I usually let elderly people know that I will be like their secretary or assistant for a short period of time.  This terminology lets them know that I respect their authority in the situation and plan to work hard to make them as comfortable as possible. 

What about you stands out from other professional organizers? 

I clearly understand the issues and emotions about “stuff”.  Most people have a lot to sort out because they have become overwhelmed by papers and things.  They don’t know where to start.  It is beautiful to have a complete clean and organized environment, but that takes time.  And the time it takes is different for everyone.  What makes me stand out from other professional organizers is my large family experience, business expertise and emotional background.  I work with people to find a process that is right for them.   By demonstrating how even one closet, box or drawer cleaned out can happen, people begin to open up and move in a positive direction.

About Sally Wagner & Organized Peace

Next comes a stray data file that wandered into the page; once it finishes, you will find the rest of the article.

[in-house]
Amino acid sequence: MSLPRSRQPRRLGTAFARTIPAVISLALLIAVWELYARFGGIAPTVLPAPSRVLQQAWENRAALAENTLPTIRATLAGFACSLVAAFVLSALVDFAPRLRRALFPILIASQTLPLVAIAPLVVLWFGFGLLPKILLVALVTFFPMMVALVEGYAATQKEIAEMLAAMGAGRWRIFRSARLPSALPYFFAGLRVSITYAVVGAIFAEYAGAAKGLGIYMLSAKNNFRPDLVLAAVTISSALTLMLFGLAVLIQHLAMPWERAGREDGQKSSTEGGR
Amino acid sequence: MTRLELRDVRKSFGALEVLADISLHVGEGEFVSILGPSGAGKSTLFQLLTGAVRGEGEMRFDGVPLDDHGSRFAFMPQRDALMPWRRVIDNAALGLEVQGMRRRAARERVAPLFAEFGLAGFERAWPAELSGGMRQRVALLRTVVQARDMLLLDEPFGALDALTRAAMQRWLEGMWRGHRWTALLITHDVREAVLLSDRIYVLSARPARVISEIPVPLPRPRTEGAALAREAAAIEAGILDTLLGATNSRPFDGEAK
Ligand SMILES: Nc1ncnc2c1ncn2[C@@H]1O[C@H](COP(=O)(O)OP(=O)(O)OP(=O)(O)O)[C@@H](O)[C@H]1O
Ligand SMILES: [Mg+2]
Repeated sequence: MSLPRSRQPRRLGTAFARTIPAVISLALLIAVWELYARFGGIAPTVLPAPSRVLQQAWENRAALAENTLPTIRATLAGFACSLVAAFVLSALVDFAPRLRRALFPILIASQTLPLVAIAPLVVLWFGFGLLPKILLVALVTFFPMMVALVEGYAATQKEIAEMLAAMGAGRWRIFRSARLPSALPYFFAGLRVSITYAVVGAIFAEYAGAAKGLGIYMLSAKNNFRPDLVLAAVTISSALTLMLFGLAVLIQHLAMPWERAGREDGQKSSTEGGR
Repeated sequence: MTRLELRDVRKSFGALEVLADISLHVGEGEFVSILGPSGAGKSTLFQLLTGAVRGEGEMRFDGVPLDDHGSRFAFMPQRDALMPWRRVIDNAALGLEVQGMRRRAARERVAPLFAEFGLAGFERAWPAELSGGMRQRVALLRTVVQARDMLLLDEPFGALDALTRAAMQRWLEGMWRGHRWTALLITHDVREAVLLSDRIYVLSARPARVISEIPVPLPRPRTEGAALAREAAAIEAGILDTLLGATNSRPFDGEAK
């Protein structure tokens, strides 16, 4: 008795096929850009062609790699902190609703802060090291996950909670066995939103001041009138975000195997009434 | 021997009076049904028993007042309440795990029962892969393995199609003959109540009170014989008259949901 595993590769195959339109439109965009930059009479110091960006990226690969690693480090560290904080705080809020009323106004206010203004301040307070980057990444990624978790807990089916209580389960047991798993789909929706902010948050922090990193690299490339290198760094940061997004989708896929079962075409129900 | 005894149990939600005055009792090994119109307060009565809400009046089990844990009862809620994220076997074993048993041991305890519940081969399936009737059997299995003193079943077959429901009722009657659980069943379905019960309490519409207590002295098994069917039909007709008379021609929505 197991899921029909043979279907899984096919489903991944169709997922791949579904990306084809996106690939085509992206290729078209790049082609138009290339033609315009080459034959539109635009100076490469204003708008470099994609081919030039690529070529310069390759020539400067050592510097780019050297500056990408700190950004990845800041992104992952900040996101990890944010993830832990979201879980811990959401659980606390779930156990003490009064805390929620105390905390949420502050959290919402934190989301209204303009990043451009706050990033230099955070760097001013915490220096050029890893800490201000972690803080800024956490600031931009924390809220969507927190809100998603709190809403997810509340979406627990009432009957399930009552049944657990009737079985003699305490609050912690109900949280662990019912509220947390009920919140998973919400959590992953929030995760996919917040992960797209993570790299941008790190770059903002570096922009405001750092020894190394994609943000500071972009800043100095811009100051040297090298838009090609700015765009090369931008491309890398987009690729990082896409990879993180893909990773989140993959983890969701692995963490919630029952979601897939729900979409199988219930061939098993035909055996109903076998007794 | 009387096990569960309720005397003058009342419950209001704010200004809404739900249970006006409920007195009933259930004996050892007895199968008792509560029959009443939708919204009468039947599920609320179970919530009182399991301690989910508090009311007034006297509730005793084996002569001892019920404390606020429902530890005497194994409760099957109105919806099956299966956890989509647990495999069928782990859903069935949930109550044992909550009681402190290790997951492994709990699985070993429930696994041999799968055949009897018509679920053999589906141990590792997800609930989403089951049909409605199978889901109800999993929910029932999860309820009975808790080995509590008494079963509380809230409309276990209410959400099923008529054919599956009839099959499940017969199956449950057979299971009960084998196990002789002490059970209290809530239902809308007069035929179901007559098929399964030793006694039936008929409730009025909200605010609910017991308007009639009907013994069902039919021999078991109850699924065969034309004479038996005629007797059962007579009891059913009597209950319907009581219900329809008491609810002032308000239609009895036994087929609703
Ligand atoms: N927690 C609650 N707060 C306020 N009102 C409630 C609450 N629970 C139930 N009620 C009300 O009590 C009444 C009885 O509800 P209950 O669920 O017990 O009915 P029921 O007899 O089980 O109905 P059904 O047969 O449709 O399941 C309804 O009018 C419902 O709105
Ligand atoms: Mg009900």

After 30 years in high tech, I wanted to take all the skills collected throughout my life and provide a service that would guide people to a more comfortable life.  Between positions, I planned to get all kinds of things done, but it only happened if a friend, sisters, brothers or parents came by to help.  I wondered if other people felt the same way and they did.  Having a schedule to do the project made all the difference in the world.  We got it done, and then we went to lunch.  Now that’s a plan!

 There is huge satisfaction in a job well done and I frequently cheer with clients when we look at what has been accomplished. 

To contact Sally Kane Wagner at Organized Peace, LLC, www.organizedpeace.com, skwagner@organizedpeace.com   

Sally Wagner work’s predominantly in the Northern Virginia area and is available by appointment.  If you are looking for a unique gift for a loved one, Sally also offers Gift Certificates throughout the year.

Posted in Grief Resources, Loss of a Spouse, Thoughtful Sympathy Gifts, What to do for someone that is grieving | Tagged: , , , , , , , | 3 Comments »

Virtual Book Tour – From Sorrow to Dancing by Marcy Kelly

Posted by ididnotknowwhattosay on December 1, 2009

Thank you for joining us on our Virtual Book Tour.